iPhone passcode

The Apple vs FBI encryption clash continues to ramp up, with the Department of Justice filing a motion today to force Apple to comply with the FBI’s request and make custom iPhone firmware that would let the FBI brute-force into an iPhone related to the San Bernardino attacks, via CNBC.

Although tech giants are generally taking Apple’s side on the matter, with the iPhone backdoor seen as a ‘dangerous precedent’, this is the first time the DoJ has entered the conversation and it is clearly not on Apple’s side.

Via the New York Times, the Justice Department claimed Apple’s refusal to cooperate was driven by marketing concerns and its public branding.

It said that Apple’s refusal to help unlock the phone for the F.B.I. “appears to be based on its concern for its business model and public brand marketing strategy,” rather than a legal rationale.

The court has given Apple an additional three days to reply to the order, so the world anxiously awaits Apple’s next move in the case due on February 26th. The DoJ’s position means Apple will have more groups to battle, if it decides to uphold its stance of resisting the backdoor request. See the filing, in full, here.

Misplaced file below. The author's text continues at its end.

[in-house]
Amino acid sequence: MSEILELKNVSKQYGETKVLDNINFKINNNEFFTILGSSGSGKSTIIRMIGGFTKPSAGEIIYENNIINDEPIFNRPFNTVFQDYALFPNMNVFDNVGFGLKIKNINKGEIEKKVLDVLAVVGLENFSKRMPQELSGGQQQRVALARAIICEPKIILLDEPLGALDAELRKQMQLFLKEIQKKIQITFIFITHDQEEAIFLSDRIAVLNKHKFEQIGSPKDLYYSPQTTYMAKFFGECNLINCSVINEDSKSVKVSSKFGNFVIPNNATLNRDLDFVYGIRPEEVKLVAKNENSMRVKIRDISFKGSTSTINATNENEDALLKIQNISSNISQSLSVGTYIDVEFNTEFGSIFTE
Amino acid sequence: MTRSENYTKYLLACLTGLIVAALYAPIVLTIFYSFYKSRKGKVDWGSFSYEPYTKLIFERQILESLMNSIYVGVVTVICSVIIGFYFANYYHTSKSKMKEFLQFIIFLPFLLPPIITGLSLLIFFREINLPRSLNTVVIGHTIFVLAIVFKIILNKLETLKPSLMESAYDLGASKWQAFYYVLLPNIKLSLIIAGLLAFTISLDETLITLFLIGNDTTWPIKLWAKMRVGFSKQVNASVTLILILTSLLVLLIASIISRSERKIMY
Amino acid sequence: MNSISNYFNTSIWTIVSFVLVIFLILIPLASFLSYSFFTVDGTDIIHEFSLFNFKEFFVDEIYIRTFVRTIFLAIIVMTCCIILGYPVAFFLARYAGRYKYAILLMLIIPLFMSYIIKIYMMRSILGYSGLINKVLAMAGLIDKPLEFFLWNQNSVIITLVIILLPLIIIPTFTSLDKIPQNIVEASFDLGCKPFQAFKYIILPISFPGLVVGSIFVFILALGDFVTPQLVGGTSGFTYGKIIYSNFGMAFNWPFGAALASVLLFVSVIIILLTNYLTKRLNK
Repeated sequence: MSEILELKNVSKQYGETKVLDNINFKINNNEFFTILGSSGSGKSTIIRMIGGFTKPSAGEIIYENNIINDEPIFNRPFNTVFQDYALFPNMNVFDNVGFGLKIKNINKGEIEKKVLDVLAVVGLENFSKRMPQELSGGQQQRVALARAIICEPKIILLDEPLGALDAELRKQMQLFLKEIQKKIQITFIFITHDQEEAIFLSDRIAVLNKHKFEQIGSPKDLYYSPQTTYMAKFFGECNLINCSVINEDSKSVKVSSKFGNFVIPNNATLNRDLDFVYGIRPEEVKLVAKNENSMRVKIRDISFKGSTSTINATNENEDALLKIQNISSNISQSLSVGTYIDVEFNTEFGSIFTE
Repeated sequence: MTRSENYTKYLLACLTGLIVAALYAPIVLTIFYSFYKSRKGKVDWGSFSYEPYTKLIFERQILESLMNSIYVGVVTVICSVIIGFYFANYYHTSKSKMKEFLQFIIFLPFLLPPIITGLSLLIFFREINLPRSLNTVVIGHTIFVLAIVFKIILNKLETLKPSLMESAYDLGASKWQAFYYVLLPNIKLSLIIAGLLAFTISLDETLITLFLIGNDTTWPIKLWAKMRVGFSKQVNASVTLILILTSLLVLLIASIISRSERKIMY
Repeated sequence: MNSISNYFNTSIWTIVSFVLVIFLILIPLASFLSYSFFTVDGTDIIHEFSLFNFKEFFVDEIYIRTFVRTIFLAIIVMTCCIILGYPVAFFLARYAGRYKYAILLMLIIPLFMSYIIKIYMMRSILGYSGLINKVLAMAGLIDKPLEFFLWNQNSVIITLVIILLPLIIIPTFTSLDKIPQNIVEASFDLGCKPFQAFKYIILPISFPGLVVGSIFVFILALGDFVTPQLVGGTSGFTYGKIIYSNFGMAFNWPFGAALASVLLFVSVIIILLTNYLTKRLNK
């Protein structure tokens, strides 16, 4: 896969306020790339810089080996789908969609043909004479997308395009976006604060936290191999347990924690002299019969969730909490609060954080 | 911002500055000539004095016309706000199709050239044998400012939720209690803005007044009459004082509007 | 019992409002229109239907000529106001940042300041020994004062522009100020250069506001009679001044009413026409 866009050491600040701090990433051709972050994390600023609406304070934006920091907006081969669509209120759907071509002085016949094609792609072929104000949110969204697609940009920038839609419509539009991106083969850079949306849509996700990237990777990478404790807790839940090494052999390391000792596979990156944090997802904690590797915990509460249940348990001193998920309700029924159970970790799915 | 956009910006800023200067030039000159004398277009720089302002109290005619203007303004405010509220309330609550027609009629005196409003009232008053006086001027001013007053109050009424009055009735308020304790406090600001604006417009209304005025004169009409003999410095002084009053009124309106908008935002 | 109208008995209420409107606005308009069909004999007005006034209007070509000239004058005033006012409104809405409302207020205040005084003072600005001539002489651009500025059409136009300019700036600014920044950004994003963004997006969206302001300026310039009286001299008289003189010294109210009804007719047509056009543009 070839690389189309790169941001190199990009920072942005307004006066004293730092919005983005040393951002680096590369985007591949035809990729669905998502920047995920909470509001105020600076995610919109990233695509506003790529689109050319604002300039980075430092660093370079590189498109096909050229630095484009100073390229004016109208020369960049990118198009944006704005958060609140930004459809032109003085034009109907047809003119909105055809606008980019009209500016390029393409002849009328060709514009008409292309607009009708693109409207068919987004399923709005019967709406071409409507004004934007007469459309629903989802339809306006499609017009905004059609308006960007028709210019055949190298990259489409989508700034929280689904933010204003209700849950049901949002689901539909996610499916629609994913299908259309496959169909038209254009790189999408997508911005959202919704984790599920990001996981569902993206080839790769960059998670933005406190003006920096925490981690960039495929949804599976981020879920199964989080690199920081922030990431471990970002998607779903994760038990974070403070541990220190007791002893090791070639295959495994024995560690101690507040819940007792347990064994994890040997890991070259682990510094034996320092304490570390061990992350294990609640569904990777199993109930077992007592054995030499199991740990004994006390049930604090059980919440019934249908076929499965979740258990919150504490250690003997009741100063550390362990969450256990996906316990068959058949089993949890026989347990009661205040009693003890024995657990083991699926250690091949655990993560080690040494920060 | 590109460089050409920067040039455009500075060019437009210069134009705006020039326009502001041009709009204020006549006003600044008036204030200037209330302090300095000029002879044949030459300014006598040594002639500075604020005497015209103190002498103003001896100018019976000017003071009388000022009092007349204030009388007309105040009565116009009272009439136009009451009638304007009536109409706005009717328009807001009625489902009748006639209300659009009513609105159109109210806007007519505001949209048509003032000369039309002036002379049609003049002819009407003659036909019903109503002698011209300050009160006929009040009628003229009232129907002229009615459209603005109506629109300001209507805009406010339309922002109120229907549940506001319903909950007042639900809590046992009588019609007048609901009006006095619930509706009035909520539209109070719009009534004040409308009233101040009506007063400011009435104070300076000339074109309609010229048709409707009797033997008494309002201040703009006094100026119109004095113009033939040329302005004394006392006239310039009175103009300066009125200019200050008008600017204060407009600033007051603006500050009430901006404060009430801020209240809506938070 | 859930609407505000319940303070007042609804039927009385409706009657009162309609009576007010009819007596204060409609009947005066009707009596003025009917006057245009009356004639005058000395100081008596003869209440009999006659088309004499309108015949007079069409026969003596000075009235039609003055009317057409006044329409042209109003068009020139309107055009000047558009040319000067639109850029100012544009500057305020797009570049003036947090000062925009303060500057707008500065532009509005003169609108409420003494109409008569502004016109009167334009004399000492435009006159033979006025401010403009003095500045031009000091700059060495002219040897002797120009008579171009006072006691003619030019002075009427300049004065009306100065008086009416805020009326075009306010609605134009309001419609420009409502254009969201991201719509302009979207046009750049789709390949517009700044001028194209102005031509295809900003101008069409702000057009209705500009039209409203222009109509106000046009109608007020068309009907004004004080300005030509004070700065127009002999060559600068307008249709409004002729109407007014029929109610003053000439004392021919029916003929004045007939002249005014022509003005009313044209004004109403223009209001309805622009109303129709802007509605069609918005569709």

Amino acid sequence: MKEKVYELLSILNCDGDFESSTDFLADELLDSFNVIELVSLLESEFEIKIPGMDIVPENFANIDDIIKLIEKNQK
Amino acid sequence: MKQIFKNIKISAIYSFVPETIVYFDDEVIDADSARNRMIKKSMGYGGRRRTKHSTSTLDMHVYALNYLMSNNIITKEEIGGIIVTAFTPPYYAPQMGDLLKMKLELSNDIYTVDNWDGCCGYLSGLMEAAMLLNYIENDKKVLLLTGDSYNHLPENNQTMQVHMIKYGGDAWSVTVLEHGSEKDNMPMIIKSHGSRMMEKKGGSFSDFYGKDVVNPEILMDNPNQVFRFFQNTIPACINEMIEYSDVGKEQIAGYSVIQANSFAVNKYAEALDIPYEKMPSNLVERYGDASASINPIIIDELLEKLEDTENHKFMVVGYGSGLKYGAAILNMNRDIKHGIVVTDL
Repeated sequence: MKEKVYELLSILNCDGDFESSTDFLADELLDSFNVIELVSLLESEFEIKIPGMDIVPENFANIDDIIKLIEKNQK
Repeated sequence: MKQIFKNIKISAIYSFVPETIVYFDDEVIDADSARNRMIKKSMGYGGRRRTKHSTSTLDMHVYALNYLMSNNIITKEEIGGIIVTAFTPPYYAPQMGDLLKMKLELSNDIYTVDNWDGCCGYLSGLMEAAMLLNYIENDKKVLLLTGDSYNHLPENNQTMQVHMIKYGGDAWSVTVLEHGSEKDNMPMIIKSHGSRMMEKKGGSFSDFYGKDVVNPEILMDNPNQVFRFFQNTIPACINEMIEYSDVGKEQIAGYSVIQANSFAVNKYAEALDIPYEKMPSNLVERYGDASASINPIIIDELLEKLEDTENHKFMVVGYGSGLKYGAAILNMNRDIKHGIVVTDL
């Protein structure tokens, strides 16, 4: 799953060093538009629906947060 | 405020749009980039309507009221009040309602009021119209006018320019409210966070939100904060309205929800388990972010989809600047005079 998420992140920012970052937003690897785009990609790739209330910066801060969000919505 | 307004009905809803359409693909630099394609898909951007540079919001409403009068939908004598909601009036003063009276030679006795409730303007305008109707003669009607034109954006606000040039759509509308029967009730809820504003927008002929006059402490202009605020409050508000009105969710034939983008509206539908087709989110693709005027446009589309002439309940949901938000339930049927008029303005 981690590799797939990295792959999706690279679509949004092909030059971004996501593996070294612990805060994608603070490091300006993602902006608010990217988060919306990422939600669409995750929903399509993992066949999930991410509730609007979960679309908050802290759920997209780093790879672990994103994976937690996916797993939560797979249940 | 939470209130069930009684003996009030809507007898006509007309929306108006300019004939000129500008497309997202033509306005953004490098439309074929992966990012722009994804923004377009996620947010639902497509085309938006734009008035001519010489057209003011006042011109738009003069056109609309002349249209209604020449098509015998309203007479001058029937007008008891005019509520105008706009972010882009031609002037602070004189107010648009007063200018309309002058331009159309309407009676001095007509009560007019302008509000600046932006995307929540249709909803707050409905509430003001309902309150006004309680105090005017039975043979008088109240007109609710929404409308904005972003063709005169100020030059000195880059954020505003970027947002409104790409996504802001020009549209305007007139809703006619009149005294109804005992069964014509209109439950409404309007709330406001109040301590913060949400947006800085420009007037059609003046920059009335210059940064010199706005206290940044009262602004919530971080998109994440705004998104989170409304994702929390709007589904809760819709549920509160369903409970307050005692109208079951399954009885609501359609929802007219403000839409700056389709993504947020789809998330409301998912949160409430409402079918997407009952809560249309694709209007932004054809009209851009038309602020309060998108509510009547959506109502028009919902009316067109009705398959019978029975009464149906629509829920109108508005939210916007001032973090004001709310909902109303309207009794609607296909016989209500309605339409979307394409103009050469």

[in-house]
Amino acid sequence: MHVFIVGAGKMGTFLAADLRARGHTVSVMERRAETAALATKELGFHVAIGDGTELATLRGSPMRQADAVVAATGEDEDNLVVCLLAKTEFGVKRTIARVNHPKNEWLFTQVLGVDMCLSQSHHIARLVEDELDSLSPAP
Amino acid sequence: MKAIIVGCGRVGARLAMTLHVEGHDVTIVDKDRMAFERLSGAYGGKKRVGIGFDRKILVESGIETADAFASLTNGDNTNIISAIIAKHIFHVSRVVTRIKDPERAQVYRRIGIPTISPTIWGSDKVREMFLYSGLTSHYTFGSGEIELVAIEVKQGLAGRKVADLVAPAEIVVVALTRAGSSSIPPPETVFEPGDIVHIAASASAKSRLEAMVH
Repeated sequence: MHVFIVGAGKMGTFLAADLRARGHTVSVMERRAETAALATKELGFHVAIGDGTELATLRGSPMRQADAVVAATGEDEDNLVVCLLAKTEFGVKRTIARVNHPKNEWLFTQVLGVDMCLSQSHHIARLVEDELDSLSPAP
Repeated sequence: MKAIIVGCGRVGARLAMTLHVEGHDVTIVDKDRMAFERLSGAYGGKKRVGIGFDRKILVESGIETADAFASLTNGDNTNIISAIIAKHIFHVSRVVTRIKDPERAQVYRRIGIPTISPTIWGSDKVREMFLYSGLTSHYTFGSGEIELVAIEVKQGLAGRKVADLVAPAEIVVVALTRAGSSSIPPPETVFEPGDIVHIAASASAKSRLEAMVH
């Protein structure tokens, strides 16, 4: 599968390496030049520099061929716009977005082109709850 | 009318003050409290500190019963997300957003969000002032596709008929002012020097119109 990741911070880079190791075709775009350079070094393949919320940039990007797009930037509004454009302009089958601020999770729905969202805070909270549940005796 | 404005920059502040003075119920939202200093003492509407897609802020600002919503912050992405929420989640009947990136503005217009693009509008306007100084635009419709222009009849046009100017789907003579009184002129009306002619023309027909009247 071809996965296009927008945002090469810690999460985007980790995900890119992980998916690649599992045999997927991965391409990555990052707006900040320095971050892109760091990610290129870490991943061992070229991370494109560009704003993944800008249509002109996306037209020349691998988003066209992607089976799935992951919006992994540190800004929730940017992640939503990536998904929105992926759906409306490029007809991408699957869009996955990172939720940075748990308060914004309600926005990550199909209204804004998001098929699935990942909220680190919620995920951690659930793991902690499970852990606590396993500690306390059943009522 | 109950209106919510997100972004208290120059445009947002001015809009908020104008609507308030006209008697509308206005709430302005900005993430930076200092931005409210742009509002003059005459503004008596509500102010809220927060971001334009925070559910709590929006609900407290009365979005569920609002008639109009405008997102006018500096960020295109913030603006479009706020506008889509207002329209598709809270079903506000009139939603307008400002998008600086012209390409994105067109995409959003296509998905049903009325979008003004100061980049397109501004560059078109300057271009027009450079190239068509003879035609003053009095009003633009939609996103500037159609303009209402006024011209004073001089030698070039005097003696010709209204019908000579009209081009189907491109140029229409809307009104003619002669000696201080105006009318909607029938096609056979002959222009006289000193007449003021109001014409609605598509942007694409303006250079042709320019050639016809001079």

Read Tim Cook’s original open letter about this issue from earlier in the week. It has since come to light that it was the FBI who forced the issue into the public eye; Apple had filed court orders to keep the issue private.

The implications of the government’s demands are chilling. If the government can use the All Writs Act to make it easier to unlock your iPhone, it would have the power to reach into anyone’s device to capture their data. The government could extend this breach of privacy and demand that Apple build surveillance software to intercept your messages, access your health records or financial data, track your location, or even access your phone’s microphone or camera without your knowledge.

To recap, the FBI wants Apple to make special firmware for the suspect’s iPhone that will remove the normal 1 hour delay between multiple PIN attempts. This will then allow the FBI to try every possible 4-digit PIN combination in order to brute-force entry into the device and retrieve the encrypted data. Apple says this is just the beginning and the precedent set here would let the government encroach further into user privacy over time.

The iPhone in the current case is an iPhone 5c, which lacks a fingerprint sensor or a Secure Enclave for additional security. However, Apple has said that the same technique the FBI wants to employ could be applied to Apple’s newer iPhones as well.

More coverage of the Apple/FBI case:

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About the Author

Benjamin Mayo

Benjamin develops iOS apps professionally and covers Apple news and rumors for 9to5Mac. Listen to Benjamin, every week, on the Happy Hour podcast. Check out his personal blog. Message Benjamin over email or Twitter.